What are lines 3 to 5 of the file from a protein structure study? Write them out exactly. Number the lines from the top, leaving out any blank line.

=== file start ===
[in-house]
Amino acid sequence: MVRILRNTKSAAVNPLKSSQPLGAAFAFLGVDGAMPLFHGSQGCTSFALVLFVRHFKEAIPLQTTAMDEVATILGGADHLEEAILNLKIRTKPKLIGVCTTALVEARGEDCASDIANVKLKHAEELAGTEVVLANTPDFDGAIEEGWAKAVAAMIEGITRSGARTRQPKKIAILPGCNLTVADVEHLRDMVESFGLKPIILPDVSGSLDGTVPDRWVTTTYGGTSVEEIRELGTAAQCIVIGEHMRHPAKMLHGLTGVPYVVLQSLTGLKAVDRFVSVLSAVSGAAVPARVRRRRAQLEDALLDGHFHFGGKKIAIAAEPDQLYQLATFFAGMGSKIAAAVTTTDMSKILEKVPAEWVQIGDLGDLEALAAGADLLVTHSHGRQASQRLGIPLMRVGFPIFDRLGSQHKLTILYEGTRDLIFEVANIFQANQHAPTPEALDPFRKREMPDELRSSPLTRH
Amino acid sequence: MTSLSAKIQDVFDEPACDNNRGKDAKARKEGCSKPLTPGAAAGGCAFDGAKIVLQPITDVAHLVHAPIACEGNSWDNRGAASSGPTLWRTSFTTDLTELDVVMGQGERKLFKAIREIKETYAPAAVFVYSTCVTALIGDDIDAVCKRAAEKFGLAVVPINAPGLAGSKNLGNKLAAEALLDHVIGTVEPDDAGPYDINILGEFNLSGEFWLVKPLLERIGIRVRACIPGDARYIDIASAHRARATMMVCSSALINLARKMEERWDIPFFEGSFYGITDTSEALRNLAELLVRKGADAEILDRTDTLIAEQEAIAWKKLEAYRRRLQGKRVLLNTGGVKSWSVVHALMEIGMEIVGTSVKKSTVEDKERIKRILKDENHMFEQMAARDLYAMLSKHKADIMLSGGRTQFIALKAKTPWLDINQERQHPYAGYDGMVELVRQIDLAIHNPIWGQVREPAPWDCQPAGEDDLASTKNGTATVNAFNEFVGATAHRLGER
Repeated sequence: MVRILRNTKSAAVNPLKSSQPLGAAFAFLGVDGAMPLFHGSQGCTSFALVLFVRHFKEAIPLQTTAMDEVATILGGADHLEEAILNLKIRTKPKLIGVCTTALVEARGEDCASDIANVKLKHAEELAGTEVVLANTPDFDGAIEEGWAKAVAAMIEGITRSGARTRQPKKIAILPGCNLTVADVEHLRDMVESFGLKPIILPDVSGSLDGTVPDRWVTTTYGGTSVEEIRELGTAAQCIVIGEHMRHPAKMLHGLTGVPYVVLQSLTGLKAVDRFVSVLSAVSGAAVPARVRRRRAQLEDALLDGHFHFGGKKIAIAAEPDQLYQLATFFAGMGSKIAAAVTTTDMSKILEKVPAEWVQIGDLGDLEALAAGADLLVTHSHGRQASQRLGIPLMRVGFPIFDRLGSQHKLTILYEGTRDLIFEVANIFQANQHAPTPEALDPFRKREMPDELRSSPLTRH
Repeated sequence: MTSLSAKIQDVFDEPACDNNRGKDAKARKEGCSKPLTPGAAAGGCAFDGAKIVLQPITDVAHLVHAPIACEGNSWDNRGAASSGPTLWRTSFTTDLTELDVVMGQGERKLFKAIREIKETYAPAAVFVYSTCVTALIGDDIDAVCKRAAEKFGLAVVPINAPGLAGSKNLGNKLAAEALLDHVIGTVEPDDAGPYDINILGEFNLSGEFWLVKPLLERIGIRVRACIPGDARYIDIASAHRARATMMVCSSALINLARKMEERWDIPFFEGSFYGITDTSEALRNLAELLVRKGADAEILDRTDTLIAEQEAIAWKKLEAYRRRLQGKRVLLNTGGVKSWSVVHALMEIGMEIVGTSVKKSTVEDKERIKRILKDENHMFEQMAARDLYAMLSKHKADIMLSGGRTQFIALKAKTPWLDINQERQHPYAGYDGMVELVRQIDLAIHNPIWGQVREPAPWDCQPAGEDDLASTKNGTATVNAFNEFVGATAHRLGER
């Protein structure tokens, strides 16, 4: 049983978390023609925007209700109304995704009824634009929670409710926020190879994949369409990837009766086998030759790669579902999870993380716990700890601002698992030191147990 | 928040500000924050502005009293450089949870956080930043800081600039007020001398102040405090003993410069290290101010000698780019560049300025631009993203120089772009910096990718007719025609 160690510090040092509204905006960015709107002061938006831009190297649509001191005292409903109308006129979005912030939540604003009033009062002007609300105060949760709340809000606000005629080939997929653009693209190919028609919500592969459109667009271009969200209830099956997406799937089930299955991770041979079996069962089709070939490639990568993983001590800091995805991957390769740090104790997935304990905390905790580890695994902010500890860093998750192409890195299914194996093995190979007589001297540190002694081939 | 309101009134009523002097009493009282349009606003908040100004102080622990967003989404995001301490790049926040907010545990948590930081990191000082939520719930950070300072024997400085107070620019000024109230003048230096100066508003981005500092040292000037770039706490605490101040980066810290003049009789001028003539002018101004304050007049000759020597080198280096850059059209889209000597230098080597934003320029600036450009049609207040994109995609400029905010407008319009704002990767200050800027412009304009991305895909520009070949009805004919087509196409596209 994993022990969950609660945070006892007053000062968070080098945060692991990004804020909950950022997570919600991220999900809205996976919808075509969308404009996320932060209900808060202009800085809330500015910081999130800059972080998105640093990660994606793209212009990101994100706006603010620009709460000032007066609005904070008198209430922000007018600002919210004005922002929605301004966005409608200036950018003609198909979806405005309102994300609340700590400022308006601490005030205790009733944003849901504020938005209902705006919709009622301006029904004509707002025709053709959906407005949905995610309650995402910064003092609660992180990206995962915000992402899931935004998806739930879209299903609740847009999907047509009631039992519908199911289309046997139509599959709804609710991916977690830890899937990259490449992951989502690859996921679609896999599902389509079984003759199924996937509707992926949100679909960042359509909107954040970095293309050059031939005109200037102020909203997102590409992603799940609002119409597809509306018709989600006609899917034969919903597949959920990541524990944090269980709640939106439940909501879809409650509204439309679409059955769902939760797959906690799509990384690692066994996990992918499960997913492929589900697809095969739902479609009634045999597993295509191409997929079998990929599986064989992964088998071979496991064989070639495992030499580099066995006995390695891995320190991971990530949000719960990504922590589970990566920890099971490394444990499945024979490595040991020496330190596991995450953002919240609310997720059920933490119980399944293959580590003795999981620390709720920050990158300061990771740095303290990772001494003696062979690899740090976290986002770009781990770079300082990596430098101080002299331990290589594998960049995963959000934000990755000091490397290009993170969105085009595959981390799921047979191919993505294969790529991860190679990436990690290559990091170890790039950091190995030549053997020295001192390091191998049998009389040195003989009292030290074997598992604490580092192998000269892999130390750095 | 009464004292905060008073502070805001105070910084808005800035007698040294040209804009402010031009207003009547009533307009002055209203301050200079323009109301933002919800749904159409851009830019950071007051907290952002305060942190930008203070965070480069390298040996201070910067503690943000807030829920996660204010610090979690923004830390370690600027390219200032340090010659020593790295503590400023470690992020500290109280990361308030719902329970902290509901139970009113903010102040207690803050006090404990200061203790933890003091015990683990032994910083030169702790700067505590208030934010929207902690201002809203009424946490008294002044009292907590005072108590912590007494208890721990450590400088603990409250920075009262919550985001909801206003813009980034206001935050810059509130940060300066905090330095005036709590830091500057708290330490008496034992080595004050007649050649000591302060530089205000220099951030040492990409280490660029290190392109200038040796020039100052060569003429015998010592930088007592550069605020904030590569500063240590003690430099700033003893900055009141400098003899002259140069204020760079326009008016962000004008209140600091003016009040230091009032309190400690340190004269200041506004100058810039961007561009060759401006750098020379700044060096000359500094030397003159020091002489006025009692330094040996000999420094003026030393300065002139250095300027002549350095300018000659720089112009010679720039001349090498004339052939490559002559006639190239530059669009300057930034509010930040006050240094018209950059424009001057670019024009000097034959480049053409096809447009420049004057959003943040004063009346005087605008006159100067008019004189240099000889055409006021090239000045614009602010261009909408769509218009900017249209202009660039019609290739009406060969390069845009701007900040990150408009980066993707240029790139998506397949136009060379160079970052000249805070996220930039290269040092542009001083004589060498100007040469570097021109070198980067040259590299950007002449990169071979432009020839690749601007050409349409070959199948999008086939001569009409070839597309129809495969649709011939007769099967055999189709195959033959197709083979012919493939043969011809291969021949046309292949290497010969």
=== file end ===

Amino acid sequence: MTSLSAKIQDVFDEPACDNNRGKDAKARKEGCSKPLTPGAAAGGCAFDGAKIVLQPITDVAHLVHAPIACEGNSWDNRGAASSGPTLWRTSFTTDLTELDVVMGQGERKLFKAIREIKETYAPAAVFVYSTCVTALIGDDIDAVCKRAAEKFGLAVVPINAPGLAGSKNLGNKLAAEALLDHVIGTVEPDDAGPYDINILGEFNLSGEFWLVKPLLERIGIRVRACIPGDARYIDIASAHRARATMMVCSSALINLARKMEERWDIPFFEGSFYGITDTSEALRNLAELLVRKGADAEILDRTDTLIAEQEAIAWKKLEAYRRRLQGKRVLLNTGGVKSWSVVHALMEIGMEIVGTSVKKSTVEDKERIKRILKDENHMFEQMAARDLYAMLSKHKADIMLSGGRTQFIALKAKTPWLDINQERQHPYAGYDGMVELVRQIDLAIHNPIWGQVREPAPWDCQPAGEDDLASTKNGTATVNAFNEFVGATAHRLGER
Repeated sequence: MVRILRNTKSAAVNPLKSSQPLGAAFAFLGVDGAMPLFHGSQGCTSFALVLFVRHFKEAIPLQTTAMDEVATILGGADHLEEAILNLKIRTKPKLIGVCTTALVEARGEDCASDIANVKLKHAEELAGTEVVLANTPDFDGAIEEGWAKAVAAMIEGITRSGARTRQPKKIAILPGCNLTVADVEHLRDMVESFGLKPIILPDVSGSLDGTVPDRWVTTTYGGTSVEEIRELGTAAQCIVIGEHMRHPAKMLHGLTGVPYVVLQSLTGLKAVDRFVSVLSAVSGAAVPARVRRRRAQLEDALLDGHFHFGGKKIAIAAEPDQLYQLATFFAGMGSKIAAAVTTTDMSKILEKVPAEWVQIGDLGDLEALAAGADLLVTHSHGRQASQRLGIPLMRVGFPIFDRLGSQHKLTILYEGTRDLIFEVANIFQANQHAPTPEALDPFRKREMPDELRSSPLTRH
Repeated sequence: MTSLSAKIQDVFDEPACDNNRGKDAKARKEGCSKPLTPGAAAGGCAFDGAKIVLQPITDVAHLVHAPIACEGNSWDNRGAASSGPTLWRTSFTTDLTELDVVMGQGERKLFKAIREIKETYAPAAVFVYSTCVTALIGDDIDAVCKRAAEKFGLAVVPINAPGLAGSKNLGNKLAAEALLDHVIGTVEPDDAGPYDINILGEFNLSGEFWLVKPLLERIGIRVRACIPGDARYIDIASAHRARATMMVCSSALINLARKMEERWDIPFFEGSFYGITDTSEALRNLAELLVRKGADAEILDRTDTLIAEQEAIAWKKLEAYRRRLQGKRVLLNTGGVKSWSVVHALMEIGMEIVGTSVKKSTVEDKERIKRILKDENHMFEQMAARDLYAMLSKHKADIMLSGGRTQFIALKAKTPWLDINQERQHPYAGYDGMVELVRQIDLAIHNPIWGQVREPAPWDCQPAGEDDLASTKNGTATVNAFNEFVGATAHRLGER